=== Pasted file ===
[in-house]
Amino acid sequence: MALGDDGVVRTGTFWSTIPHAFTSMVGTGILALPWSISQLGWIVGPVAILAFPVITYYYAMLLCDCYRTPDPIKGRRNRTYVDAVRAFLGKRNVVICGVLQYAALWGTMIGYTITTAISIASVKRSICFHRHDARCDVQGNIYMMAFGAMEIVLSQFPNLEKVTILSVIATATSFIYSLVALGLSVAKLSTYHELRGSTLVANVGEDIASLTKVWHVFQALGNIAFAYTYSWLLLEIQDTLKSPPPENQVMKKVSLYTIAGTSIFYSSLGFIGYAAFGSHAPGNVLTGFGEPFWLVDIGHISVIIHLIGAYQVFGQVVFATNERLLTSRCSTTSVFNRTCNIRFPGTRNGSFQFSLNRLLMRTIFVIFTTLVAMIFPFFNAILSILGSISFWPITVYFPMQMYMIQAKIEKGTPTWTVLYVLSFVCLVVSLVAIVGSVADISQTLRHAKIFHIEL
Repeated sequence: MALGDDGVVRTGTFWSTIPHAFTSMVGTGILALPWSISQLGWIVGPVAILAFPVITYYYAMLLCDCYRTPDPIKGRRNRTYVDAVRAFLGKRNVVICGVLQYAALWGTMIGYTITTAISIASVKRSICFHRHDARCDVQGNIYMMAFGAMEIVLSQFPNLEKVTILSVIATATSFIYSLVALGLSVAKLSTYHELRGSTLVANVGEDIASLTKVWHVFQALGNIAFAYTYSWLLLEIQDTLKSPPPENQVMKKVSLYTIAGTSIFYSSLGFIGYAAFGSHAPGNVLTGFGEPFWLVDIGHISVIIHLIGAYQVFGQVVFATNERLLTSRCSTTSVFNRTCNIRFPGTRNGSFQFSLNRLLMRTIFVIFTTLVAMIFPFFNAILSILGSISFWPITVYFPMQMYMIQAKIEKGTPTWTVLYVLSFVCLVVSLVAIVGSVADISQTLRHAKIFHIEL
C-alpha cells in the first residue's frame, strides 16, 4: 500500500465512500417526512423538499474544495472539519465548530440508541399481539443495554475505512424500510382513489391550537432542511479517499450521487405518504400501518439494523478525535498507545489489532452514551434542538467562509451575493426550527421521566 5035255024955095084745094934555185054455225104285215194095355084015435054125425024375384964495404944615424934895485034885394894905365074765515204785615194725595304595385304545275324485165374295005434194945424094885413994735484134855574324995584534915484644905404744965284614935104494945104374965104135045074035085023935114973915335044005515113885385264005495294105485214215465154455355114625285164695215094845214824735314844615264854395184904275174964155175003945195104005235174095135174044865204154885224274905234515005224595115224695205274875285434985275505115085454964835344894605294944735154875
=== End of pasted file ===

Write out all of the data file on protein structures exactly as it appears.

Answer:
[in-house]
Amino acid sequence: MALGDDGVVRTGTFWSTIPHAFTSMVGTGILALPWSISQLGWIVGPVAILAFPVITYYYAMLLCDCYRTPDPIKGRRNRTYVDAVRAFLGKRNVVICGVLQYAALWGTMIGYTITTAISIASVKRSICFHRHDARCDVQGNIYMMAFGAMEIVLSQFPNLEKVTILSVIATATSFIYSLVALGLSVAKLSTYHELRGSTLVANVGEDIASLTKVWHVFQALGNIAFAYTYSWLLLEIQDTLKSPPPENQVMKKVSLYTIAGTSIFYSSLGFIGYAAFGSHAPGNVLTGFGEPFWLVDIGHISVIIHLIGAYQVFGQVVFATNERLLTSRCSTTSVFNRTCNIRFPGTRNGSFQFSLNRLLMRTIFVIFTTLVAMIFPFFNAILSILGSISFWPITVYFPMQMYMIQAKIEKGTPTWTVLYVLSFVCLVVSLVAIVGSVADISQTLRHAKIFHIEL
Repeated sequence: MALGDDGVVRTGTFWSTIPHAFTSMVGTGILALPWSISQLGWIVGPVAILAFPVITYYYAMLLCDCYRTPDPIKGRRNRTYVDAVRAFLGKRNVVICGVLQYAALWGTMIGYTITTAISIASVKRSICFHRHDARCDVQGNIYMMAFGAMEIVLSQFPNLEKVTILSVIATATSFIYSLVALGLSVAKLSTYHELRGSTLVANVGEDIASLTKVWHVFQALGNIAFAYTYSWLLLEIQDTLKSPPPENQVMKKVSLYTIAGTSIFYSSLGFIGYAAFGSHAPGNVLTGFGEPFWLVDIGHISVIIHLIGAYQVFGQVVFATNERLLTSRCSTTSVFNRTCNIRFPGTRNGSFQFSLNRLLMRTIFVIFTTLVAMIFPFFNAILSILGSISFWPITVYFPMQMYMIQAKIEKGTPTWTVLYVLSFVCLVVSLVAIVGSVADISQTLRHAKIFHIEL
C-alpha cells in the first residue's frame, strides 16, 4: 500500500465512500417526512423538499474544495472539519465548530440508541399481539443495554475505512424500510382513489391550537432542511479517499450521487405518504400501518439494523478525535498507545489489532452514551434542538467562509451575493426550527421521566 5035255024955095084745094934555185054455225104285215194095355084015435054125425024375384964495404944615424934895485034885394894905365074765515204785615194725595304595385304545275324485165374295005434194945424094885413994735484134855574324995584534915484644905404744965284614935104494945104374965104135045074035085023935114973915335044005515113885385264005495294105485214215465154455355114625285164695215094845214824735314844615264854395184904275174964155175003945195104005235174095135174044865204154885224274905234515005224595115224695205274875285434985275505115085454964835344894605294944735154875